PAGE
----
6. A method as claimed in claim 2, wherein the pH of the mixture is adjusted by the addition of a phosphate or a carbonate.
7. A method as claimed in claim 5, wherein the pH of the mixture is adjusted with trisodium phosphate.
8. A method as claimed in claim 6, wherein the pH of the mixture is adjusted with trisodium phosphate.
9. A milk chocolate when prepared by a method as claimed in claim 1.
10. A milk chocolate when prepared by a method as claimed in claim 2.
11. A method as claimed in claim 2, wherein fats and optionally sugar are added to the milk powder product to provide a milk chocolate mix, said mix thereafter being subjected to conching, tempering and molding operations to produce milk chocolate.
12. A method as claimed in claim 1, wherein fats and optionally sugar are added to the milk powder product to provide a milk chocolate mix, said mix thereafter being subjected to conching, tempering and molding operations to produce milk chocolate.
US05663716 1975-03-05 1976-03-04 Milk chocolate manufacturing Expired - Lifetime US4081568A (en)

Priority Applications (2)

Application Number Priority Date Filing Date Title
CH2752/75 1975-03-05
CH275275 1975-03-05

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US4081568A true US4081568A (en) 1978-03-28

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US (1) US4081568A (en)
DE (1) DE2516690C2 (en)
ES (1) ES445753A1 (en)
FR (1) FR2302692B1 (en)
GB (1) GB1479574A (en)

Cited By (10)

* Cited by examiner, † Cited by third party
Publication number Priority date Publication date Assignee Title
US5149560A (en) * 1991-03-25 1992-09-22 Mars, Inc. Heat-resistant chocolate and method of making same
US5393538A (en) * 1992-04-25 1995-02-28 Nestec S.A. Preparation of crumb-flavored milk chocolate
US5882709A (en) * 1993-10-20 1999-03-16 Cadbury Schweppes Plc Process for manufacture of reduced fat and reduced calorie chocolate
US5932277A (en) * 1998-03-12 1999-08-03 Nestec S.A. Process for making a reduced fat chocolate
US6261627B1 (en) * 1998-03-02 2001-07-17 Nestec S.A. Crumb products for chocolate production and their preparation
US6599552B2 (en) * 2001-06-22 2003-07-29 Nickolas Kanakaris Grain based dairy beverage
US6635303B1 (en) * 2000-06-30 2003-10-21 Hawley & Hoops, Inc. Powdered milk solids for providing a developed milk flavor to chocolate, the method of preparation and chocolate prepared with the same
WO2005016020A1 (en) * 2003-07-24 2005-02-24 Gargill, Incorporated Chocolate compositions
US20070082116A1 (en) * 2005-10-12 2007-04-12 Cadbury Adams Canada Inc. High milk solid chocolate composition
US20080268133A1 (en) * 1997-09-08 2008-10-30 Mars, Incorporated Processes for Making Chocolate

Families Citing this family (1)

* Cited by examiner, † Cited by third party
Publication number Priority date Publication date Assignee Title
FI68157C (en) * 1979-03-16 1985-08-12 Turos Foodprocessing Ab Foerfarande Foer framstaellning of crumbprodukter

Citations (3)

* Cited by examiner, † Cited by third party
Publication number Priority date Publication date Assignee Title
US3622342A (en) * 1969-09-11 1971-11-23 Nabisco Inc Process for preparation of milk crumb compositions
US3702252A (en) * 1970-07-07 1972-11-07 Cocoafabriek De Zaan Nv Spray drying solid particles of sugar and recycled crumb product with liquid component of water,sugar cocoa material,and milk solids to produce chocolate crumb
US3769030A (en) * 1969-12-23 1973-10-30 Lindt & Spruengli Schokolade Process for the fabrication of chocolate, especially milk chocolate

Family Cites Families (4)

* Cited by examiner, † Cited by third party
Publication number Priority date Publication date Assignee Title
GB1306356A (en) * 1969-07-08 1973-02-07
GB1364500A (en) * 1971-12-21 1974-08-21 Cadbury Ltd Method of producing milk chocolate
US3900578A (en) * 1972-08-18 1975-08-19 Semper Ab Process for preparing so called crumb for the manufacture of milk chocolate
GB1425337A (en) * 1973-08-17 1976-02-18 Cadbury Ltd Method of manufacturing a milk chocolate

Patent Citations (3)

* Cited by examiner, † Cited by third party
Publication number Priority date Publication date Assignee Title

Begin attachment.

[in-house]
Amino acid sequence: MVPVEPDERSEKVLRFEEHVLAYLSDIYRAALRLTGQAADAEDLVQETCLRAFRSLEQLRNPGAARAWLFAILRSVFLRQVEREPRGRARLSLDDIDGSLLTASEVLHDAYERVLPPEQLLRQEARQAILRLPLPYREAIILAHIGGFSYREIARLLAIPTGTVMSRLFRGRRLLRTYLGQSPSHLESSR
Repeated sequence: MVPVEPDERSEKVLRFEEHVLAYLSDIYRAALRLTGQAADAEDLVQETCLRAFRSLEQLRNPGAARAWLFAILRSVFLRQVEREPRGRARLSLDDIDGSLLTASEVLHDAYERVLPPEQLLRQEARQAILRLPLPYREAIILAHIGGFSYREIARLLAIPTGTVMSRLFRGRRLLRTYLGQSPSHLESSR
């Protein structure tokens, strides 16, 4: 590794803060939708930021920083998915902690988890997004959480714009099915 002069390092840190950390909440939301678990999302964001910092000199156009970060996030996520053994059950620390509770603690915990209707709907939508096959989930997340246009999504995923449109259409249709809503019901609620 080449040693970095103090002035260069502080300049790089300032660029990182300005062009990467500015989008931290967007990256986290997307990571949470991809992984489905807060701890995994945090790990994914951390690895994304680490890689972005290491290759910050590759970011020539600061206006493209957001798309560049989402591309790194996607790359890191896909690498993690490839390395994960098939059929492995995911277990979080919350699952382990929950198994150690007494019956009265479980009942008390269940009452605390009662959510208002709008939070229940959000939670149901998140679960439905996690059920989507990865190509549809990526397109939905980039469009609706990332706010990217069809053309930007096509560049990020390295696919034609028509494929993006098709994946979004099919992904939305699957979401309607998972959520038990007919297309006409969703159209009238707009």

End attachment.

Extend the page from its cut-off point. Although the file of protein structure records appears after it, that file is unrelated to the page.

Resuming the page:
US3622342A (en) * 1969-09-11 1971-11-23 Nabisco Inc Process for preparation of milk crumb compositions
US3769030A (en) * 1969-12-23 1973-10-30 Lindt & Spruengli Schokolade Process for the fabrication of chocolate, especially milk chocolate
US3702252A (en) * 1970-07-07 1972-11-07 Cocoafabriek De Zaan Nv Spray drying solid particles of sugar and recycled crumb product with liquid component of water,sugar cocoa material,and milk solids to produce chocolate crumb

Non-Patent Citations (3)

* Cited by examiner, † Cited by third party
Title
Cook, Chocolate Production and Use, Magazines for Ind. New York, 1963 pp. 146-147, 211-212. *
Cook, Chocolate Production and Use, Magazines for Ind., New York, 1963, p. 149. *
Williams Chocolate and Confectionery, Leonard Hill, London, 1964, pp. 116-121. *

Cited By (14)

* Cited by examiner, † Cited by third party
Publication number Priority date Publication date Assignee Title
US5149560A (en) * 1991-03-25 1992-09-22 Mars, Inc. Heat-resistant chocolate and method of making same
US5393538A (en) * 1992-04-25 1995-02-28 Nestec S.A. Preparation of crumb-flavored milk chocolate
US5882709A (en) * 1993-10-20 1999-03-16 Cadbury Schweppes Plc Process for manufacture of reduced fat and reduced calorie chocolate
US20080268133A1 (en) * 1997-09-08 2008-10-30 Mars, Incorporated Processes for Making Chocolate
US7678407B2 (en) 1997-09-08 2010-03-16 Mars, Incorporated Processes for making chocolate
US6261627B1 (en) * 1998-03-02 2001-07-17 Nestec S.A. Crumb products for chocolate production and their preparation
US20010012536A1 (en) * 1998-03-02 2001-08-09 Nestec S.A. Preparation of crumb products for chocolate production
US6706307B2 (en) 1998-03-02 2004-03-16 Nestec S.A. Preparation of crumb products for chocolate production
US6143350A (en) * 1998-03-12 2000-11-07 Nestec S.A. Reduced fat chocolate
US5932277A (en) * 1998-03-12 1999-08-03 Nestec S.A. Process for making a reduced fat chocolate
US6635303B1 (en) * 2000-06-30 2003-10-21 Hawley & Hoops, Inc. Powdered milk solids for providing a developed milk flavor to chocolate, the method of preparation and chocolate prepared with the same
US6599552B2 (en) * 2001-06-22 2003-07-29 Nickolas Kanakaris Grain based dairy beverage
WO2005016020A1 (en) * 2003-07-24 2005-02-24 Gargill, Incorporated Chocolate compositions
US20070082116A1 (en) * 2005-10-12 2007-04-12 Cadbury Adams Canada Inc. High milk solid chocolate composition

Also Published As

Publication number Publication date Type
FR2302692A1 (en) 1976-10-01 application
FR2302692B1 (en) 1980-05-30 grant
DE2516690A1 (en) 1976-09-16 application
DE2516690C2 (en) 1986-01-16 grant
GB1479574A (en) 1977-07-13 application
ES445753A1 (en) 1977-06-01 application